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fantastic post! Unfortunately, we do see people fall into the trap, or the illusion, of precision when trying to do market pricing. Just like in your example of using $47,512...that certainly sounds like there's some laser focus precision there and would be far better received that just saying "47.5 ish".

Something I would add is a reminder to folks that "the market" doesn't pay a single number. Rather, the market pays anything from the lowest low...to the highest high and everything in between. And the people who are paid the values at either end of the spectrum aren't necessarily the ones that are under or over paid.

The job of a compensation professional should be less about trying to calculate the single precise market rate, and more about providing pragmatic, business-oriented guidance about what pay level is most appropriate given the context for the organization they represent.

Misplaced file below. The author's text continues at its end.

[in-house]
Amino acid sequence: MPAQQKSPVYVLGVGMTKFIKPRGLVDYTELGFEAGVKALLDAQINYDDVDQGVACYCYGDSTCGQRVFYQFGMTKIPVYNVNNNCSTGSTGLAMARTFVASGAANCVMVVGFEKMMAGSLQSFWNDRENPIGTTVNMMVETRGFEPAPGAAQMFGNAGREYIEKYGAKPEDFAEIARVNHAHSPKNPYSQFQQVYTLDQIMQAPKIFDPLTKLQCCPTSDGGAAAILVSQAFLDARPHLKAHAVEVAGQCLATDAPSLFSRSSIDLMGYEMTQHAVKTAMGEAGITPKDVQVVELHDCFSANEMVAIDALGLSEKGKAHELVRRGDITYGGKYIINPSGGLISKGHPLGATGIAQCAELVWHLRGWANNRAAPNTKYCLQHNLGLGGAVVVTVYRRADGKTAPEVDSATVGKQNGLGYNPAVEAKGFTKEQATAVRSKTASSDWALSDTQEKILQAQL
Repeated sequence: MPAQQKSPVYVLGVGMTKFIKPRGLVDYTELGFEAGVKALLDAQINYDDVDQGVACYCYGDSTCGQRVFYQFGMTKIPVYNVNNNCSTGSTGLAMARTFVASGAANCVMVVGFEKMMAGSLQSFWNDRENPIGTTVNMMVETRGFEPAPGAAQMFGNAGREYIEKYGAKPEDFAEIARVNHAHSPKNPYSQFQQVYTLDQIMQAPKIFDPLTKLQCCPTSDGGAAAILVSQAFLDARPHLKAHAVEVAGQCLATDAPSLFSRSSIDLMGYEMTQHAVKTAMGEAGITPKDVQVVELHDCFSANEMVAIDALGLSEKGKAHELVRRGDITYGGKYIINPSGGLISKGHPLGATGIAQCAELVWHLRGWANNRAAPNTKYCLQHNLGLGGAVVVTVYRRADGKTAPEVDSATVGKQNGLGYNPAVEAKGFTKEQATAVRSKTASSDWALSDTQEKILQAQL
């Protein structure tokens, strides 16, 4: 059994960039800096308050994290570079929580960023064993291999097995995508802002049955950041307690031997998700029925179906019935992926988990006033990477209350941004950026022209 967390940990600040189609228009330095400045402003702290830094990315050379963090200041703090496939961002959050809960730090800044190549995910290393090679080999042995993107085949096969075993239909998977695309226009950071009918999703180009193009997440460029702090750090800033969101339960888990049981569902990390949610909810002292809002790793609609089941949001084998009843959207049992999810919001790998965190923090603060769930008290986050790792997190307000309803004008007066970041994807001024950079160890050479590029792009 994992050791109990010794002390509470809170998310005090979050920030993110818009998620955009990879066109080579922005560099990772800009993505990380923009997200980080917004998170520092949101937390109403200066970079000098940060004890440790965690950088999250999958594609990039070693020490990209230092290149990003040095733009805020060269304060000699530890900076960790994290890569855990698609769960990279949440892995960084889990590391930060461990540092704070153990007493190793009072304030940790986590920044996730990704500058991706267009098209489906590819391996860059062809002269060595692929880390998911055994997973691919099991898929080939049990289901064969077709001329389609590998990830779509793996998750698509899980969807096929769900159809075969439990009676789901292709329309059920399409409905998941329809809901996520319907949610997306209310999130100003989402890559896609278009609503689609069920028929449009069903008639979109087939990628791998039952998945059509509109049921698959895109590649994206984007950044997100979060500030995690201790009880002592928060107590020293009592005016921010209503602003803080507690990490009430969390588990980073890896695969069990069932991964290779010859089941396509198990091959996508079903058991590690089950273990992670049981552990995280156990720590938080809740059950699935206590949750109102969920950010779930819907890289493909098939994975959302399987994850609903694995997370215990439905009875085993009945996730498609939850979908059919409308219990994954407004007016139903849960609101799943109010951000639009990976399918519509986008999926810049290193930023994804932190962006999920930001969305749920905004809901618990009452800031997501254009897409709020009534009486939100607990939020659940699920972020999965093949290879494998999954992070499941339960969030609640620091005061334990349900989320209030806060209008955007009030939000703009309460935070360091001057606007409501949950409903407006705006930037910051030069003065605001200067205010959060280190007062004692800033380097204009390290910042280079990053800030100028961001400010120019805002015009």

Great post, Chuck. False precision is what we call the tendency for comp wonks to seek the absolute perfect market data, even if it requires compromises that render the entire exercise pointless.

As you alluded to in your post, international market data is often harder to come by, and within that category, developing country markets are the toughest. I would suggest that the problem there is the application of North American and European compensation survey practices in countries which cannot support them. Compensation professionals are advised to examine their approaches and consider if alternative ones can provide more meaningful results.

Birches Group offers such alternatives.

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